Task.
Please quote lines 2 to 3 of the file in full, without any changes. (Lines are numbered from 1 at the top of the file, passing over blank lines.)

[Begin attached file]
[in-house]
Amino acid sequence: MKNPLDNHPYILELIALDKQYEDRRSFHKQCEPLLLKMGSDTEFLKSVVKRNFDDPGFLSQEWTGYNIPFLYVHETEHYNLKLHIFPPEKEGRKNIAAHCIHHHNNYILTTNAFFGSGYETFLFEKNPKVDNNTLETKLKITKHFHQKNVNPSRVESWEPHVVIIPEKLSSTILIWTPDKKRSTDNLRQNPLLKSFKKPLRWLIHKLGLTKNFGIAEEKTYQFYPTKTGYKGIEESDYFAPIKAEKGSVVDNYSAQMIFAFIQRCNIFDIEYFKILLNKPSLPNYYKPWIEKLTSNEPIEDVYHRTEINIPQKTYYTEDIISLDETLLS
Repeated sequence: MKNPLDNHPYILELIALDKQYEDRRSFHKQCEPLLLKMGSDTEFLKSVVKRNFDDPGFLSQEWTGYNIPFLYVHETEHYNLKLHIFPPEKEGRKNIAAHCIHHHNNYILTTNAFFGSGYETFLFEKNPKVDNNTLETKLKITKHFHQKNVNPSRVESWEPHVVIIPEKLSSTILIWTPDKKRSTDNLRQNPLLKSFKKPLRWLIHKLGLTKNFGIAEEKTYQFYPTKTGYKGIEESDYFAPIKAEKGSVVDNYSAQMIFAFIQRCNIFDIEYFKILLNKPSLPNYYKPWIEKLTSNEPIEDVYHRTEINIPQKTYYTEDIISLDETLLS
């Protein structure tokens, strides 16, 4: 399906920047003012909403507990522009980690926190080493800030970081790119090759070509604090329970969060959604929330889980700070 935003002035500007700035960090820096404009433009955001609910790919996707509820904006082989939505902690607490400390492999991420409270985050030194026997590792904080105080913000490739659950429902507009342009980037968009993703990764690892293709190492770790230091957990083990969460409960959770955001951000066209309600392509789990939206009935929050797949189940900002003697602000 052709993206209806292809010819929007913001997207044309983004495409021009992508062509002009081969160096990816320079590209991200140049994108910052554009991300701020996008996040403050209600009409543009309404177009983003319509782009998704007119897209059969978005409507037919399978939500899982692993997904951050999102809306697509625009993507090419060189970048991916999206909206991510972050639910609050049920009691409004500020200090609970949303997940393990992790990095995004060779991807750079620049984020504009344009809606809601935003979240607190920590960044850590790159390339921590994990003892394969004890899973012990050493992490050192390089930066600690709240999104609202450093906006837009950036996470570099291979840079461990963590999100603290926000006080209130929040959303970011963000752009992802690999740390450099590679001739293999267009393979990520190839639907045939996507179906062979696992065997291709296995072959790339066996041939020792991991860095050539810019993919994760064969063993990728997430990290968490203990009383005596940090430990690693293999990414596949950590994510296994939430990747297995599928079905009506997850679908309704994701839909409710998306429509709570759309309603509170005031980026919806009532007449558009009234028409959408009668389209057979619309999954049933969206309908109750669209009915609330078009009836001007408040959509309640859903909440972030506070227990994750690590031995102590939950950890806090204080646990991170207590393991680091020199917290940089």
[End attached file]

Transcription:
Amino acid sequence: MKNPLDNHPYILELIALDKQYEDRRSFHKQCEPLLLKMGSDTEFLKSVVKRNFDDPGFLSQEWTGYNIPFLYVHETEHYNLKLHIFPPEKEGRKNIAAHCIHHHNNYILTTNAFFGSGYETFLFEKNPKVDNNTLETKLKITKHFHQKNVNPSRVESWEPHVVIIPEKLSSTILIWTPDKKRSTDNLRQNPLLKSFKKPLRWLIHKLGLTKNFGIAEEKTYQFYPTKTGYKGIEESDYFAPIKAEKGSVVDNYSAQMIFAFIQRCNIFDIEYFKILLNKPSLPNYYKPWIEKLTSNEPIEDVYHRTEINIPQKTYYTEDIISLDETLLS
Repeated sequence: MKNPLDNHPYILELIALDKQYEDRRSFHKQCEPLLLKMGSDTEFLKSVVKRNFDDPGFLSQEWTGYNIPFLYVHETEHYNLKLHIFPPEKEGRKNIAAHCIHHHNNYILTTNAFFGSGYETFLFEKNPKVDNNTLETKLKITKHFHQKNVNPSRVESWEPHVVIIPEKLSSTILIWTPDKKRSTDNLRQNPLLKSFKKPLRWLIHKLGLTKNFGIAEEKTYQFYPTKTGYKGIEESDYFAPIKAEKGSVVDNYSAQMIFAFIQRCNIFDIEYFKILLNKPSLPNYYKPWIEKLTSNEPIEDVYHRTEINIPQKTYYTEDIISLDETLLS